Pinewood Battery – Pokfulam to Mount High West to Central ~ Medium

One Friday, my friend Urvi took a day off and my friend Lamiya wanted to hike, so we three decided to visit the Pinewood battery heritage trail and then hike up Mount High West.

Difficulty: 4/10

Duration: 2 hours 55 minutes

How to get there: I took the train to HKU MTR and exited at C1. I met my friends there. We crossed over and passed the Belcher’s and kept walking till we reached the subway to cross over to Sinopec petrol pump.

We saw a long flight of steps going up and we climbed that.

We came to a signpost that pointed towards Pinewood Battery and Hatton road and climbed up the steps towards that path.

We came across a beautiful Buddha and a dragon engraved in the wall and continued up the sloped path.

We again reached a signpost with Pinewood Battery and followed that path. We came to a flight of stairs with a big board Pinewood Battery Heritage trail marked and climbed towards it.

PINEWOOD BATTERY

This was the Pinewood Battery heritage trail. It was a very organised trail with boards giving descriptions of the remnants and also directions to follow on the trail.

A little history about this battery: Unusually located 307 metres above the sea level, Pinewood Battery now deserted (松林廢堡) is the highest of all the coastal defence batteries in Hong Kong and is very high by comparison with coastal defence batteries located in other parts of the world. While Pinewood Battery was associated with World War II, it was originally built in 1901-1905, apparently to ward off a perceived threat from Russia and France. Costing a total of GBP 9,579 at the time, it was meant to defend against western entry to Hong Kong harbour. Two six-inch Mark 7 guns were installed, each able to fire a 100-pound shell over a seven-mile range. 

 However, shortly after its completion, Pinewood Battery was designated as “surplus to requirement” in 1906. The government was worried about the high cost of maintaining Hong Kong’s coastal defenses. And, the two guns at the battery were removed in 1913. With the development of air power during World War I, it was decided that Hong Kong needed an anti-aircraft defense, and Pinewood Battery was drafted back into use in the mid 1920s with the installation of two three-inch Mark 1 anti-aircraft guns. Several buildings and shelters were added to the complex at the same time. 

 A week after their attack on Hong Kong, the Japanese directed extensive airborne operations towards the Island. On 15 December 1941, positions and military installations on the western side of Hong Kong Island were raided by the 23rd Army Air Group. The Pinewood Battery, manned by soldiers from the 17th Anti-Aircraft Battery of the 5th Regiment of the Royal Artillery, was air-raided several times by the Japanese bombers. It was abandoned on the 15th after an anti-aircraft gun was destroyed and other equipment damaged during one of these air raids. On Christmas Day, 1941, Governor Mark Young surrendered to the invading Japanese. Pinewood Battery later fell into disuse. Reference from gwulo.com.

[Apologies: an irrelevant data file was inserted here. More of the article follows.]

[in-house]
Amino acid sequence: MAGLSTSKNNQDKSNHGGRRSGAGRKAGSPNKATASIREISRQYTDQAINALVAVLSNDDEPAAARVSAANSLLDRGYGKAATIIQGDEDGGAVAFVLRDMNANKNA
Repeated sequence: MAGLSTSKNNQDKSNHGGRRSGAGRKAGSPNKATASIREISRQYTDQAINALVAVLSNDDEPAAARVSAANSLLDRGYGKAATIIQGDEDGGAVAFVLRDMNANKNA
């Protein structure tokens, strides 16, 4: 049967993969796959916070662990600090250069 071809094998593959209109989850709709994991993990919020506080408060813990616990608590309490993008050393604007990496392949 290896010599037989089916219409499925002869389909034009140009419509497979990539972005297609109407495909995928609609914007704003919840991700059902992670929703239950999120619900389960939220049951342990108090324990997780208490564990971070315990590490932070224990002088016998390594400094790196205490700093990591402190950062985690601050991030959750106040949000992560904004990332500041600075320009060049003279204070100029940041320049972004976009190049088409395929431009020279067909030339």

We continued to the next relic.

Explanations were given for each one.

It was getting a bit serious as we were very involved in the history and so to lighten the mood we clicked some pictures.

We continued and found interesting remnants like the observation posts, latrines, where waste was collected daily and manually by conservancy personnel.

We also got to see the bunkers used for accommodation and storage.

After this, we had a tea break and decided to head towards Mount High West and followed the sign that pointed towards the Peak.

We reached the big garden and walked on the morning trail. A few steps ahead was the sign pointing towards Mount High west.

Mount High West Climb

I have done this hike before and blogged on it too but since Lamiya and Urvi hadn’t done this hike before, we decided to do so.

We had to climb up myriad steps in the heat but it was absolutely worth it. The views of Hong Kong were breathtaking.

We got our pictures clicked near the Mount High West elevation post stating 494 meters and the date.

After the post we continued on a rocky path and were completely mesmerised with the scenery.

We retraced our steps and got back on the morning trail towards the peak. We were famished so we decided to have lunch at Wildfire, pizzas, risotto and some cool drinks and then headed down the Tram path opposite Rajasthan Rifles and near Pacific coffee.

We finally reached Central.

This was a lovely, historical hike and I enjoyed every bit of it with my two companions.

It was a Friday well spent ending our evening with salted caramel lattes at Elephant Grounds.

This is a hike for children if they are interested in history. You can skip the climb to Mount High west and stick to the heritage trail and morning trail which is a part of the Lung Fu Shan country park. A dog friendly hike too.

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